Method #2 – Disable Dual Band Wi-Fi – A variation on option 1. If your router is broadcasting both a 2.4 GHz and 5 GHz signal, and you can identify by the MAC address which devices you want to remove, you can simply disable the band it’s on, and only give the password for the other remaining band to the devices you want to allow on the network. You might need to change the password for the remaining band before you do this for added security.
Method #3 – Set Up a Guest Network – A more middle-ground solution, where you don’t want to kick a device off altogether, but you don’t want them on the same network as you for security or other reasons (eg. guests or lodgers). You can sometimes set up a Guest Network within the router, that is separate to yours.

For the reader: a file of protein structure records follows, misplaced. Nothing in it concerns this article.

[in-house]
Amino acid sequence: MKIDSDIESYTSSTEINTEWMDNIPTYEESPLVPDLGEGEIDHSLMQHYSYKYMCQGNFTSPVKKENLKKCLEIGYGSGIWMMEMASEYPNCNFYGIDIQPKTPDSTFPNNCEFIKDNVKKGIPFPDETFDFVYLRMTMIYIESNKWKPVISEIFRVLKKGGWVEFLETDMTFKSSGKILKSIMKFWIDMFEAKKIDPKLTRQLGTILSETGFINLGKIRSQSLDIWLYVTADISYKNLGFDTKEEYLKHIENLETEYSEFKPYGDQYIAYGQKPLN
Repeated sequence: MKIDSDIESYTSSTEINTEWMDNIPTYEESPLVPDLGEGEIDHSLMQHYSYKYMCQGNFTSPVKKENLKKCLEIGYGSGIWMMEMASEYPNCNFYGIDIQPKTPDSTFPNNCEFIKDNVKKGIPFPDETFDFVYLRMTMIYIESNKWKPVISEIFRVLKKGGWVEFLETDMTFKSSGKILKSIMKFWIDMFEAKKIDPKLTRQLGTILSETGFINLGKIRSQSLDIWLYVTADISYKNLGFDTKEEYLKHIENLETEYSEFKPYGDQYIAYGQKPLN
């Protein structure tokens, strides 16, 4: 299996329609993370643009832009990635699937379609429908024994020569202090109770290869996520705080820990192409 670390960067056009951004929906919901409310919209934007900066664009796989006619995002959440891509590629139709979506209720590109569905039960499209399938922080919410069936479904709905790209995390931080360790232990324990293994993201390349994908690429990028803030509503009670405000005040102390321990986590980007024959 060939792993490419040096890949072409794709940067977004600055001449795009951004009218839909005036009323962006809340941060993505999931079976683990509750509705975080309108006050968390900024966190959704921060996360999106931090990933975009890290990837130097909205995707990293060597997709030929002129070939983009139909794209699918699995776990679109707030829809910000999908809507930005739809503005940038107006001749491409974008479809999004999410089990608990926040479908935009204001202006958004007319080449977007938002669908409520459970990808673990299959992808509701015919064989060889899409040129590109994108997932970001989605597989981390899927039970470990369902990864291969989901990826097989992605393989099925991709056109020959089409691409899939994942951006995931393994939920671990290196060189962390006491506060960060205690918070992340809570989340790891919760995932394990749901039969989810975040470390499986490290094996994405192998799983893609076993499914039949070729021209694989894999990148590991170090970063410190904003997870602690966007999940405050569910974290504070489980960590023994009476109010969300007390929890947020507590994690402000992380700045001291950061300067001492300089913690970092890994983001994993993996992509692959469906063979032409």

Method #5 – Set Time Limits – Another middle-ground solution, where you aren’t kicking a device off altogether, but limiting the times it can use the router. Might have it’s own menu or come under MAC Filtering. You can only allow access to a device at certain times of the day.
Method #6 – Delete Wi-Fi password on the device – If you’ve got physical access to the device you want to kick off the network, then you can go into the Network/Wi-Fi settings of the device and delete the password for the Wi-Fi network, so it will have to be re-entered in order to connect again. You can then change the Wi-Fi password for an extra level of security.
See our full article on kicking devices off your Wi-Fi, for a complete breakdown of how to do all these things, plus other solutions, complete with pictures and videos where appropriate.